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Waste Management in New South Wales: A Review

Waste Management in New South Wales: A Review

Advice on legislation or legal policy issues contained in this paper is provided for use in parliamentary debate and for related parliamentary purposes. This paper is not professional legal opinion.
Briefing Paper No. 01/2001 by Stewart Smith

The Waste Minimisation and Management Act 1995 (the Waste Act) introduced a definition of waste that encompasses substances that are discarded, rejected, unwanted, surplus or abandoned. Regulations under the Protection of the Environment Operations Act 1997 define liquid and non-liquid waste types into different classes, depending on their likely impacts on the environment (page 1).

Waste is identified in three sectors: municipal; commercial and industrial; and construction and demolition. Municipal waste is defined as the waste arising from domestic premises and from council activities associated with servicing residential and public areas. Commercial and industrial waste includes materials generated by commercial establishments such as offices, stores and hotels, and non-biodegradable waste generated in industrial or manufacturing processes. Building and demolition waste is derived from the construction, refurbishment or demolition of new or existing buildings or structures. Approximately 5.0 million tonnes of waste are disposed of annually in NSW. Of this, approximately 4.0 million tonnes are disposed of in the Sydney Metropolitan Area (page1).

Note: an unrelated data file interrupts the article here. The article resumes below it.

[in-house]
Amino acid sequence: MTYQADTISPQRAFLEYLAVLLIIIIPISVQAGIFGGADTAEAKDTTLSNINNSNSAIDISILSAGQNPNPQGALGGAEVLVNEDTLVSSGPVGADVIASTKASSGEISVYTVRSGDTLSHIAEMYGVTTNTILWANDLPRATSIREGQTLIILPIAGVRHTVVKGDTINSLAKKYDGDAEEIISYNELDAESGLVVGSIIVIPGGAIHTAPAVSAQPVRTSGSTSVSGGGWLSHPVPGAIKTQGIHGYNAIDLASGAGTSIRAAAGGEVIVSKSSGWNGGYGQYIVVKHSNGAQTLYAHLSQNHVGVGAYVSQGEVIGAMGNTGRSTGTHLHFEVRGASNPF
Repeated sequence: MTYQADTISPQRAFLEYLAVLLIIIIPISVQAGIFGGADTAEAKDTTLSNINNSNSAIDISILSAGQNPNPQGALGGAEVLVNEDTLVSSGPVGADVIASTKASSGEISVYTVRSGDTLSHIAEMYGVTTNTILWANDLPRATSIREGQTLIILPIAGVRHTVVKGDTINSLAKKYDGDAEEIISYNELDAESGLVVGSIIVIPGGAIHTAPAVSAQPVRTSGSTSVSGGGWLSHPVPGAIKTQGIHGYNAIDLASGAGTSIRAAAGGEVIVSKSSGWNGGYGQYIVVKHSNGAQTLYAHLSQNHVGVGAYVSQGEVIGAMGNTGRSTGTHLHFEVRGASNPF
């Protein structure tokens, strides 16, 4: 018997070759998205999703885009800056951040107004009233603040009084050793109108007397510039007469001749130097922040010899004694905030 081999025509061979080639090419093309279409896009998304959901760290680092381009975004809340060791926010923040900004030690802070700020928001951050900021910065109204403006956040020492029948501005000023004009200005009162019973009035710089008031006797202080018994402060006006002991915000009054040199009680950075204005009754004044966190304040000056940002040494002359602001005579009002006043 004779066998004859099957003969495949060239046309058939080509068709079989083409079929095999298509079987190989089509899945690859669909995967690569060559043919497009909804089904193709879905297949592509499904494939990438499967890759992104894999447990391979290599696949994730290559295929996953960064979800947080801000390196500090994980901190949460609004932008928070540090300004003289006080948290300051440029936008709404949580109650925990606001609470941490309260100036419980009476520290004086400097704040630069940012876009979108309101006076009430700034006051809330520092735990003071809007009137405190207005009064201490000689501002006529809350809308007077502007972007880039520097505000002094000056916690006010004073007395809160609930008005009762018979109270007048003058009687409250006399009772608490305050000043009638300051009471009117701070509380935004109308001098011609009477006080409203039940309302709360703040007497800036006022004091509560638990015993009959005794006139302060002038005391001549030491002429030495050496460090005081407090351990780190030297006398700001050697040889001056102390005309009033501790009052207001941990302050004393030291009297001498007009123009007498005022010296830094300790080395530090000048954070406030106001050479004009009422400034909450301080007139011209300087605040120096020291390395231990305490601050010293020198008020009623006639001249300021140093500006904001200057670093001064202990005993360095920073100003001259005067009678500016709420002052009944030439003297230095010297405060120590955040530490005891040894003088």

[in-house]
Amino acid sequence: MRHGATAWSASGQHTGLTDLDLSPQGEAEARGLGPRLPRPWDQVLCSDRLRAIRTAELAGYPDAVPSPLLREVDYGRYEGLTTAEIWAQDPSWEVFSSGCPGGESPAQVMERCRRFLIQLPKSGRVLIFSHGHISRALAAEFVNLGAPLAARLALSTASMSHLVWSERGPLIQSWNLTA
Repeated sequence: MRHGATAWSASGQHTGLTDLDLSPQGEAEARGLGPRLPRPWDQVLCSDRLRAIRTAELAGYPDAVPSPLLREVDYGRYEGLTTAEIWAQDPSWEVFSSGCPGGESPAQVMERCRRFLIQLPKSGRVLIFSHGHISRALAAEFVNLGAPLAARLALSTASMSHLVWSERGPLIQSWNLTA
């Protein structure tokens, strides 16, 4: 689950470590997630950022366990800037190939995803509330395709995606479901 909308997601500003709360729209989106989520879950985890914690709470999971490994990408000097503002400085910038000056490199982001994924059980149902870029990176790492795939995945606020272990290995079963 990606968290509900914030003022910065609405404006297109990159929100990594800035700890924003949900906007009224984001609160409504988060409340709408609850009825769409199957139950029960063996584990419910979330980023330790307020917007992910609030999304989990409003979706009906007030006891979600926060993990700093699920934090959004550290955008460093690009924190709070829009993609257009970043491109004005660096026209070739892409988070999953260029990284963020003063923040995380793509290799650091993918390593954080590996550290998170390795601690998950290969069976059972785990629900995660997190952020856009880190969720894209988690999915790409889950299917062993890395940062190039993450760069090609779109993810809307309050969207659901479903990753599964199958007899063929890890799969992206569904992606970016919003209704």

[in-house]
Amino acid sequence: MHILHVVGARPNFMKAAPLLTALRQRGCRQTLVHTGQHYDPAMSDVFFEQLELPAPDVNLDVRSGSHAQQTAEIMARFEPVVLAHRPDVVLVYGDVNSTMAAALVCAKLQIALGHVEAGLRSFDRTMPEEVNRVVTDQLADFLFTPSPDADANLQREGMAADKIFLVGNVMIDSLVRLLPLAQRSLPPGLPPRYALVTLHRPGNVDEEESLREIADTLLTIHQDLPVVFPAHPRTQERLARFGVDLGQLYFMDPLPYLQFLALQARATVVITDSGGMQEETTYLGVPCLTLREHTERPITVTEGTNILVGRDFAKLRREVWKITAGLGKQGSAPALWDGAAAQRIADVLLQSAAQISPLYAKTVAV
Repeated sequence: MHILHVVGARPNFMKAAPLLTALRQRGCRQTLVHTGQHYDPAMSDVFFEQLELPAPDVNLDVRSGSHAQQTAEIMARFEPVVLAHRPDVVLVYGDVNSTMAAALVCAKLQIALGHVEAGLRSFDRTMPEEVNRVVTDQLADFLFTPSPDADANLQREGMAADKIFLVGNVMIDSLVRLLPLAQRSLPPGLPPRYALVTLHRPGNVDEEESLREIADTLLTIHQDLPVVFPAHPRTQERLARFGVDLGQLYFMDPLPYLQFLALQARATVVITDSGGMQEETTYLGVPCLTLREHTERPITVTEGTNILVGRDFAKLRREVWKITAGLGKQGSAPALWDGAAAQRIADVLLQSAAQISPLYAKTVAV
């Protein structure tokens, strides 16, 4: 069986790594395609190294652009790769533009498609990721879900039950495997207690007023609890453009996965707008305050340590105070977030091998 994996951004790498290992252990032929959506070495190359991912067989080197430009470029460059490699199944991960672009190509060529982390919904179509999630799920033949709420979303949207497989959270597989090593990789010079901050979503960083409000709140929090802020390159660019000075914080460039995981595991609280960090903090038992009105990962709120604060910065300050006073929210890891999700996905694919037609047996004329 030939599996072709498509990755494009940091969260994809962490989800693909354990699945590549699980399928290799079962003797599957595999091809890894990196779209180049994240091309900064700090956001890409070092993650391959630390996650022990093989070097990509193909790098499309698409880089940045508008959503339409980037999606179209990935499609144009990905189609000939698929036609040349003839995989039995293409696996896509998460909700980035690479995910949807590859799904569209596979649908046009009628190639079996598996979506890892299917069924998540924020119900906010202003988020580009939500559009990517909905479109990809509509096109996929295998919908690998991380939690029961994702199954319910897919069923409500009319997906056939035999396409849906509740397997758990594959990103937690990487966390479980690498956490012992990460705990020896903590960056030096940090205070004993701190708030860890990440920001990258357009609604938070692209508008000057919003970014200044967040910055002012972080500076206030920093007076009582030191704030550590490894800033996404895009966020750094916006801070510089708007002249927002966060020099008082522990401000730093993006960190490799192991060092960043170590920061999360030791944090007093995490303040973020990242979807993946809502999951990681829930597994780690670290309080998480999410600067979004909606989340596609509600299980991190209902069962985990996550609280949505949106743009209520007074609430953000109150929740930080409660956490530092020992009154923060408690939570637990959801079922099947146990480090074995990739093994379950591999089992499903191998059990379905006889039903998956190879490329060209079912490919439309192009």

The Waste Act establishes the framework for the strategic planning and funding of waste reduction at a State and regional level and within industry sectors. It sets out roles and responsibilities for all essential stakeholders. The Act also includes the waste hierarchy and incorporates the Government's then 60% waste reduction target by the year 2000 (page 5).

Total waste disposal in NSW adjusted for gross State product decreased from 1990 to 1993 and then stabilised at 20% to 25% below 1990 levels. The 1998 total level of waste disposal was 18% below the 1990 levels when adjusted for gross State product (page 10).

The Waste Act requires a review five years after its date of assent, and a report must be presented to Parliament before 22 December 2001. In August 2000 the Minister announced the review of the Waste Act. In August 1999 the Minister for the Environment Hon Bob Debus MP established the Alternative Waste Management and Practices Inquiry. The Report of the Inquiry was provided to the Minister in April 2000. The Inquiry noted that an ample array of technologies exists to enable management of waste in NSW as a potential resource. No one technology was deemed suitable for waste streams. Four classes of technology and 14 generic types of technologies were described and evaluated (page 12).

In light of the findings of the Alternative Waste Inquiry, Mr Tony Wright was commissioned by the Minister for Urban Affairs and Planning to advise him on, amongst other things, available landfill capacity for solid putrescible waste in the Sydney region and the implications of this on the need or otherwise for the proposed Woodlawn landfill. Recommendation one of the review was that early action to establish a satisfactory new landfill site should be taken (page 22).

On 30 November 2000 the Minister for Urban Affairs and Planning Hon Dr Andrew Refshauge MP granted development consent to the proposal by Collex Waste Management to develop a putrescible waste landfill facility at Woodlawn, 270 kilometres southwest of Sydney (24).